From the Chicago Daily Tribune
Published November 12, 1909
Several people met violent ends, three of whom had their destinies intertwined.
The first article reports of a woman viciously attacked by her ax-wielding husband. Her battered body was found with her two young children crying over her, and she was able to implicate her husband shortly before she died.
The next article tells of a young woman who was allegedly killed by two men, strangled and possibly raped. Mob justice descended on the two suspects, with one of the attackers, Will James, being hanged by approximately 500 women. When the rope broke, he was shot multiple times, dragged to the location his victim was discovered, and burned. The second suspect was taken from police custody when the mob overpowered the officers.
The articles read:
Woman Accused Salzner
Salzner was a photographer, 26 years of age. Mrs. Salzner was found at her home on the night of Aug. 15 with her head crushed, and a bloody ax was found under the bed. Her two small children were creeping and crying over the body.
The woman was taken to the hospital and recovered enough to state before she died that her husband had committed the deed. It was known that Salzner had been cruel to her and had beaten and failed to provide for her and the two children, and neighbors testified that they had seen him around the house the night the murder was committed.
Salzner was arrested at the hoe of his mother and pretended to know nothing of the crime. His father was William Salzner, a hide and wool buyer.
Women Lynch Negro Slayer
The lynching of the negro, James, earlier in the evening, had been even more spectacular than that of the white man. As the victim finished his confession that he and Alexander had killed Miss Pelley the young woman’s sister pushed forward and seized the end of the rope which encircled his neck. The action was inspiring to the other women in the mob, and while the men fell back to give them room no fewer than 500 women seized the rope and pulled James from his feet into the air.
As the negro’s body swung free from the ground the rope broke and the men in the mob poured volley after volley of bullets into the murderer’s body. Finally, when the corpse had been mangled under the hail of lead, the remains were dragged on the end of the long rope nearly a mile through the streets to the scene of the murder.
Here, while the crowd danced and shrieked in glee, the body was burned on the spot where Miss Pelley’s body was found.
Mob Starts After Second Victim
Almost before the fire had begun to die down the mob forgot about its first victim and had spread out over the entire city and the surrounding country in a hunt for the other negro, Alexander.
Alexander was arrested at the same time with James, but subsequently was released.
James was lynched in the most prominent square of the city, the rope being wound over the public arch at Eighth and Commercial streets.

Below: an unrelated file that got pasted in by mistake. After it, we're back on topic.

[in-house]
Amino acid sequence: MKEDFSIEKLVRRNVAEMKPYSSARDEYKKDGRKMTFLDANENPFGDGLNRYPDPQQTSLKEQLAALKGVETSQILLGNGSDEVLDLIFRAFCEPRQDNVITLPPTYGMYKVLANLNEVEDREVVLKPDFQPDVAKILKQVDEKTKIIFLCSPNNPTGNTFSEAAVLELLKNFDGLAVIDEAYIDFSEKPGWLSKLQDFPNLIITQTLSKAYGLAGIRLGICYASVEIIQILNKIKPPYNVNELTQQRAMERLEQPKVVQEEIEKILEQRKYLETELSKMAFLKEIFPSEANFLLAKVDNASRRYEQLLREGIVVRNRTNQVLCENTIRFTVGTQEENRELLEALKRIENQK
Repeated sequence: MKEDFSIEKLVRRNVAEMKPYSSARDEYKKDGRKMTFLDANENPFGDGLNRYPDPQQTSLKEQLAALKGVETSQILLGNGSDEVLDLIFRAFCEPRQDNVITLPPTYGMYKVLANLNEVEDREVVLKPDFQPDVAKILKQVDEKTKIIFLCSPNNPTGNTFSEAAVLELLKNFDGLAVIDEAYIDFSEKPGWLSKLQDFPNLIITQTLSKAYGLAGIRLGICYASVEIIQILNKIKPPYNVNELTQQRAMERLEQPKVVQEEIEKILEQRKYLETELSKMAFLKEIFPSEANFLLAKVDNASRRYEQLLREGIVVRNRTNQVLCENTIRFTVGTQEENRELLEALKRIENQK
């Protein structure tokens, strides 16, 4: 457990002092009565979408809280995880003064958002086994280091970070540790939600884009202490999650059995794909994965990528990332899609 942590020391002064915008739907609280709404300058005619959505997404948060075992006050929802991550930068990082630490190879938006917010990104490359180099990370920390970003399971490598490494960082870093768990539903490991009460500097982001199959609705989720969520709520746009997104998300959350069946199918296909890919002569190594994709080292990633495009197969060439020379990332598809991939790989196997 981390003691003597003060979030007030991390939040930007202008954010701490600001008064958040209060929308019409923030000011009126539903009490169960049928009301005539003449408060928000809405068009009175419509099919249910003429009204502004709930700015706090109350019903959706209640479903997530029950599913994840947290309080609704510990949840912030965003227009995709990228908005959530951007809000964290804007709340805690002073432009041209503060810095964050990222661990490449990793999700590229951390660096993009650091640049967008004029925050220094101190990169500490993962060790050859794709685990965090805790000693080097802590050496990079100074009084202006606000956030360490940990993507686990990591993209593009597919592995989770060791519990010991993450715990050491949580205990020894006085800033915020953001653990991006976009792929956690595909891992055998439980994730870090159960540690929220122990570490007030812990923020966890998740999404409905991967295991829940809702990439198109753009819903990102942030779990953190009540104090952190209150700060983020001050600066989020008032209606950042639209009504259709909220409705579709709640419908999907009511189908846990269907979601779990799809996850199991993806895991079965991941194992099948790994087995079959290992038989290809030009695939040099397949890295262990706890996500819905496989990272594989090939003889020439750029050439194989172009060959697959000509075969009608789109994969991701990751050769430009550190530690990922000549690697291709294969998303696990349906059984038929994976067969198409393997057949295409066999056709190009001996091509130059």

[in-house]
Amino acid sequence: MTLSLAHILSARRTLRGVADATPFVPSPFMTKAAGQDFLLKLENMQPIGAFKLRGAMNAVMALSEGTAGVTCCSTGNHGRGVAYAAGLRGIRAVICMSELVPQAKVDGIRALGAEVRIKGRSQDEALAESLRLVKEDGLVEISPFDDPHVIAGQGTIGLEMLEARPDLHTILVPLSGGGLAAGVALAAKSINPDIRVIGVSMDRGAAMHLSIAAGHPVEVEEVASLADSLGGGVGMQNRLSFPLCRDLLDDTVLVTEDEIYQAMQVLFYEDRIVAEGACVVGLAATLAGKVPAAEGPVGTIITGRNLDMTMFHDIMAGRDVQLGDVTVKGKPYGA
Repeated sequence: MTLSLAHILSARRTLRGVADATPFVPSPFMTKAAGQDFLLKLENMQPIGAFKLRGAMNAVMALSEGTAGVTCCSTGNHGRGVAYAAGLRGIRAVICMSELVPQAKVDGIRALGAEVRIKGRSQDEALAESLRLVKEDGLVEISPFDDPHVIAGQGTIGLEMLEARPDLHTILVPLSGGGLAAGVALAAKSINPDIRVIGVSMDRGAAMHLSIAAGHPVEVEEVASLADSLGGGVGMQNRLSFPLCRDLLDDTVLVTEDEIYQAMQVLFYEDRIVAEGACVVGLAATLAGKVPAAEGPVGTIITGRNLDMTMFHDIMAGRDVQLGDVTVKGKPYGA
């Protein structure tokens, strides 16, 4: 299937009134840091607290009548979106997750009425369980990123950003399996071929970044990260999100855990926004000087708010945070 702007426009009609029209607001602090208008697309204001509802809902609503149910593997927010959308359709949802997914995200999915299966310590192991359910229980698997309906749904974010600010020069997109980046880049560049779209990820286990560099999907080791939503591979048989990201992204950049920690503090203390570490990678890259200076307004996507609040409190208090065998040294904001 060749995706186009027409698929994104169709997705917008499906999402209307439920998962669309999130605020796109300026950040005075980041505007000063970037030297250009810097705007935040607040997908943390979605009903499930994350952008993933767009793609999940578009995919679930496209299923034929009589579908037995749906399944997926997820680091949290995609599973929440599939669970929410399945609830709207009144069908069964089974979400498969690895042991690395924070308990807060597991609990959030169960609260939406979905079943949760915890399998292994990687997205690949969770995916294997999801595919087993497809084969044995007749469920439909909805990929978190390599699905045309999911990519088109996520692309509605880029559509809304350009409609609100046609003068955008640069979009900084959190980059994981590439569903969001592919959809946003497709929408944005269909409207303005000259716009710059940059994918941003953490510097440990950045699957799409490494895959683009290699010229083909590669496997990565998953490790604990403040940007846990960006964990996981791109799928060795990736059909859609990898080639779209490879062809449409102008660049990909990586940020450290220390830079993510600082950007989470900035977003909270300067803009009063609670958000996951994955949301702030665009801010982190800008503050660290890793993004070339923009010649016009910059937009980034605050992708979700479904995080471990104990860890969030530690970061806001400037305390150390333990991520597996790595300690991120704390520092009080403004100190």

The negro was found with Sheriff Davis and a deputy between Karnak, Ill, and Belknap by the Cairo crowd in the afternoon. The mop overpowered the officers and took the negro from them, and after a conference it was decided to bring the negro back to the city and lynch him here.
Fully 1,000 men had cone out to help find the negro, and when they arrived in Cairo they were met by a howling mob of nearly 10,000 more. They marched direct to the arch, sweeping everything before them.
Mob Takes Charge of Sheriff
Sheriff Davis pleaded for the life of the negro, but without avail, and when Cairo was reached Davis was taken in charge by a part of the mob, while the rest rushed the negro rapidly to the scene of action.
The mob after the negro was so large that it covered the entire country from Karnak to Vienna, Ill., a distance of about sixteen miles.
When found by the mob the negro was handcuffed between the two officers and they were lying on the bank of the creek. All three were so weak from hunger and exposure that they were not able to make much resistance.
Sheriff Davis tonight said that he deplored the lynching, and made every possible resistance in his power, but that the crowd was so large that he could do absolutely nothing.
Farmers Refused to Aid Officers
He said that after leaving the train at Dongola last night he made an effort to get a rig, but found it impossible to find one, as the news had been spread over the country and that the farmers knew the crime the negro had committed and that he cound not get assistance or anything to eat. At every point where he headed to board a train he was blocked off by a mob.
When James was found the news was sent along the line to the scattered mob to board a Big Four train and meet them at Belknap. This was done and the whole party arrived at 7:45 p. m.
The negro was taken off at Tenth street and marched through the principal streets of the city to the most public location, under the city arch.